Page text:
Throughout history, both ancient and modern, the Maldives islands have always been a centre for trade and commerce within the Indian Ocean, which made it a convergence point for many cultures.
The first settlers of the Maldives were seafarers from a fairly wide range of backgrounds. Many of these ancient settlers would have arrived from African or East-African civilisations, bringing with them aspects such as the traditional drums known as boduberu.
Religion and Social Norms
Since the Maldives are a strict Muslim nation, Sharia law and many other restrictions are imposed on the citizens. One will generally have to always cover one’s shoulders and legs in more occupied areas, and avoid any kind of see-through clothing. Tourists out on holidays in the Maldives won’t have much to worry about when they are within their resorts though.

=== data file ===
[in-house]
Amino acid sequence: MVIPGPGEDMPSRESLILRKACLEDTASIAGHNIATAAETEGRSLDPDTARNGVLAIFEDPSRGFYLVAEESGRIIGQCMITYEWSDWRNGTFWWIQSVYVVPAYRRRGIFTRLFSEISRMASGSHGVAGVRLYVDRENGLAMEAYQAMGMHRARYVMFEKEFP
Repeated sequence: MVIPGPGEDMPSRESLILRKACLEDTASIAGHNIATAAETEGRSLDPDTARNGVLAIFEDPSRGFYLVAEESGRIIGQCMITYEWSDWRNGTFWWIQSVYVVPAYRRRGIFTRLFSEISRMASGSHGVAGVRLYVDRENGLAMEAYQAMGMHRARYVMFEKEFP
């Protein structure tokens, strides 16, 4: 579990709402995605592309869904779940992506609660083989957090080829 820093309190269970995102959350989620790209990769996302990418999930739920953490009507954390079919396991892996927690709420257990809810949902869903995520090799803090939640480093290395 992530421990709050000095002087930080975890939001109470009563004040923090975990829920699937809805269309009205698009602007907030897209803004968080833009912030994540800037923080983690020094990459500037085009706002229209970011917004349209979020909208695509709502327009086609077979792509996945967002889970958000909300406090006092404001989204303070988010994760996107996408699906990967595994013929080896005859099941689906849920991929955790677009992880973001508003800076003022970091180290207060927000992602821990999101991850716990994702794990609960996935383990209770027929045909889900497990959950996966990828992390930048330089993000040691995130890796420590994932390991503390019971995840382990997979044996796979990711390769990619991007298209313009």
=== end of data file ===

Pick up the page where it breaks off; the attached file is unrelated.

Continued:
The national language of the Maldives is Divehi. It’s quite a unique language that isn’t spoken anywhere else. It however bears a strong resemblance to Sinhala, the language of Sri Lanka.
Maldivian cuisine is primarily based on the bounty of seafood found in the nation, with tuna being one of the biggest staples in the country’s dishes. You can discover iconic dishes such as mashuni in pretty much any resort in the Maldives seen on websites such as Maldives Resorts Club.
Caleb Falcon is a travel writer who specializes in writing content based on the many exciting world adventures that await intrepid travellers. Google+